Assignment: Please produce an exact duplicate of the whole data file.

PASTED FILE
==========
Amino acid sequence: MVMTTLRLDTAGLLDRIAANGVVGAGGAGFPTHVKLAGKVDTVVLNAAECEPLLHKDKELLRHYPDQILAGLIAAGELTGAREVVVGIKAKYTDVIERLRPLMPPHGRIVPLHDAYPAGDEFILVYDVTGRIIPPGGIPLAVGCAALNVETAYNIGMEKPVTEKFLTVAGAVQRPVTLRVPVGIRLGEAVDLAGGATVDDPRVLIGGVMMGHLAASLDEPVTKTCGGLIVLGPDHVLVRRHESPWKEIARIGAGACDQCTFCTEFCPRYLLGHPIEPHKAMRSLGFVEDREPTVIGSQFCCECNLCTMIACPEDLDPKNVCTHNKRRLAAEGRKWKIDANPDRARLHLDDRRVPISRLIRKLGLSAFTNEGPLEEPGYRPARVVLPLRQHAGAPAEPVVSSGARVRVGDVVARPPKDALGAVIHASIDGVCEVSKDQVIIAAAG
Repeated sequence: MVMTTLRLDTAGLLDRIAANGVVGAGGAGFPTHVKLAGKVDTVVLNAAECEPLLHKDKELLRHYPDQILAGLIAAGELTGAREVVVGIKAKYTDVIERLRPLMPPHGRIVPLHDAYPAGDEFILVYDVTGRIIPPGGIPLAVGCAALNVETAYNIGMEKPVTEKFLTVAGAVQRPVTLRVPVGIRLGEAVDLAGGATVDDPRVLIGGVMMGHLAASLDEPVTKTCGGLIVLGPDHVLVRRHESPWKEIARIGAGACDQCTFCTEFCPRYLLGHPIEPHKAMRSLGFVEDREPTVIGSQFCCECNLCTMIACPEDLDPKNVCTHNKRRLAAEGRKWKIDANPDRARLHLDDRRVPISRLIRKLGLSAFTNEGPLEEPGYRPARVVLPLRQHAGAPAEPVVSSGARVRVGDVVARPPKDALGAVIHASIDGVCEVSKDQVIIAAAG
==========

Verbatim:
Amino acid sequence: MVMTTLRLDTAGLLDRIAANGVVGAGGAGFPTHVKLAGKVDTVVLNAAECEPLLHKDKELLRHYPDQILAGLIAAGELTGAREVVVGIKAKYTDVIERLRPLMPPHGRIVPLHDAYPAGDEFILVYDVTGRIIPPGGIPLAVGCAALNVETAYNIGMEKPVTEKFLTVAGAVQRPVTLRVPVGIRLGEAVDLAGGATVDDPRVLIGGVMMGHLAASLDEPVTKTCGGLIVLGPDHVLVRRHESPWKEIARIGAGACDQCTFCTEFCPRYLLGHPIEPHKAMRSLGFVEDREPTVIGSQFCCECNLCTMIACPEDLDPKNVCTHNKRRLAAEGRKWKIDANPDRARLHLDDRRVPISRLIRKLGLSAFTNEGPLEEPGYRPARVVLPLRQHAGAPAEPVVSSGARVRVGDVVARPPKDALGAVIHASIDGVCEVSKDQVIIAAAG
Repeated sequence: MVMTTLRLDTAGLLDRIAANGVVGAGGAGFPTHVKLAGKVDTVVLNAAECEPLLHKDKELLRHYPDQILAGLIAAGELTGAREVVVGIKAKYTDVIERLRPLMPPHGRIVPLHDAYPAGDEFILVYDVTGRIIPPGGIPLAVGCAALNVETAYNIGMEKPVTEKFLTVAGAVQRPVTLRVPVGIRLGEAVDLAGGATVDDPRVLIGGVMMGHLAASLDEPVTKTCGGLIVLGPDHVLVRRHESPWKEIARIGAGACDQCTFCTEFCPRYLLGHPIEPHKAMRSLGFVEDREPTVIGSQFCCECNLCTMIACPEDLDPKNVCTHNKRRLAAEGRKWKIDANPDRARLHLDDRRVPISRLIRKLGLSAFTNEGPLEEPGYRPARVVLPLRQHAGAPAEPVVSSGARVRVGDVVARPPKDALGAVIHASIDGVCEVSKDQVIIAAAG